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The Science of Thunder and Lightning
Episode Seven: How to detect lightning?

   Written by: LEUNG Ting-kit    December 2009

    Even in advanced societies today, lightning still poses serious threats to lives and properties.  Whether these are the operations or systems in the airport, or those related to power transmissions and communication networks, they are prone to damages by lightning which will bring inconvenience and even hazard to our daily lives.  If we are able to detect promptly the occurrence of lightning and inform the public and relevant organizations in a timely manner, it should greatly reduce the chance of accidents and property losses.  Hence, it boils down to the question of how we can accurately detect lightning?

    Apart from light and sound, lightning also generates a strong electromagnetic field.  The situation can be visualized as a long electric cable extending from the thunderclouds to the earth surface through which a huge current passes through this cable transiently.  From the basics of electromagnetism, this will generate a very large electromagnetic flux radiating outwards at the speed of light.  Thus, we can confirm the occurrence of lightning through the detection of this electromagnetic flux, like the reception of radio broadcast.  If we have several electromagnetic flux detectors in different locations, the detected direction and time of arrival of the electromagnetic flux generated from the same lightning stroke will be different for different detectors.  Upon collecting these data, we can carry out computation using a computer to derive the location and time of occurrence of the lightning stroke.  Details of the algorithms of the Lightning Location Information System will be discussed in the next issue of the e-bulletin.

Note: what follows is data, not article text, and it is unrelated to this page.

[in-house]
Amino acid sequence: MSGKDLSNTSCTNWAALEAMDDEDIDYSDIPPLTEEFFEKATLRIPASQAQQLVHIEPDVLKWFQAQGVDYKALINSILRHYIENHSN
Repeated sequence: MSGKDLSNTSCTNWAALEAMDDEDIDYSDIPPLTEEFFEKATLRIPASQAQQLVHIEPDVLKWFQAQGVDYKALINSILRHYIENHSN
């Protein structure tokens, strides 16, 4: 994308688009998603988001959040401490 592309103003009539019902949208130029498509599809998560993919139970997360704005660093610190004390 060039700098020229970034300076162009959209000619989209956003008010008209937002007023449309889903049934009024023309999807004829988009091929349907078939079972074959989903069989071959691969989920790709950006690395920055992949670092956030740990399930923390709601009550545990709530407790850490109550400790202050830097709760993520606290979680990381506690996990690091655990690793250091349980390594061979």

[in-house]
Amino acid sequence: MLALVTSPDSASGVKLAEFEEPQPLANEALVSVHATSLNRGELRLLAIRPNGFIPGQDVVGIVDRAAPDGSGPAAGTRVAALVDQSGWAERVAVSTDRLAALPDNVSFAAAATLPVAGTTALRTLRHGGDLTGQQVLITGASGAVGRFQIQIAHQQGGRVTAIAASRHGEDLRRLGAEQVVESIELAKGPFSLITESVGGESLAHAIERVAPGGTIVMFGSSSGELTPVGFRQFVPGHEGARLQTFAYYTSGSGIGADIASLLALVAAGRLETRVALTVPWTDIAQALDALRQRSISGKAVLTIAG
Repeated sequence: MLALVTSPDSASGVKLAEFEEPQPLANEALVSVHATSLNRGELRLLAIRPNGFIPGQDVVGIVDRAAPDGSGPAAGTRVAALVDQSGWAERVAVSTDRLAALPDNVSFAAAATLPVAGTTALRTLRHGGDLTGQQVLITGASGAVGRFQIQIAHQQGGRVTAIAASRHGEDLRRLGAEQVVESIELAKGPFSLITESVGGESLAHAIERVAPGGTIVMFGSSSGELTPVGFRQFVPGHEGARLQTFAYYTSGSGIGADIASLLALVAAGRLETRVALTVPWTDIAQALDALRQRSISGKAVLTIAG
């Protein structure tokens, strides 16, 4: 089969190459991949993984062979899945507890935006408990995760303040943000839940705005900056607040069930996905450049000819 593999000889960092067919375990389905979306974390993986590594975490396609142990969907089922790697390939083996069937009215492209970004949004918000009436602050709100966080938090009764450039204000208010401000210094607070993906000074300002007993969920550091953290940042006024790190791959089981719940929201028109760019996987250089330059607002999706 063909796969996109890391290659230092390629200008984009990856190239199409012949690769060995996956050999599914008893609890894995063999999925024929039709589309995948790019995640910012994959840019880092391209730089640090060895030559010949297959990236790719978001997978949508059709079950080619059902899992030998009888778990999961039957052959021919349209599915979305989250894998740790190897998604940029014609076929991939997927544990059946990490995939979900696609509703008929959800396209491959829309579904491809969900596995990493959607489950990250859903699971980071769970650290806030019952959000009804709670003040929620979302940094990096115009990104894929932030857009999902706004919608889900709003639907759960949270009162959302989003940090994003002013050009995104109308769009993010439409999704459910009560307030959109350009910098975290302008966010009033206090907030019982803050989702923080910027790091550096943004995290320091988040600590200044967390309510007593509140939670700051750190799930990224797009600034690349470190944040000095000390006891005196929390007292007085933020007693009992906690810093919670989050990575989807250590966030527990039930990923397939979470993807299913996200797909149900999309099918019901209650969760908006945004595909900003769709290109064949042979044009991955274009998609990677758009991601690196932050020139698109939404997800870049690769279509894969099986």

Last revision date: <21 Dec 2012>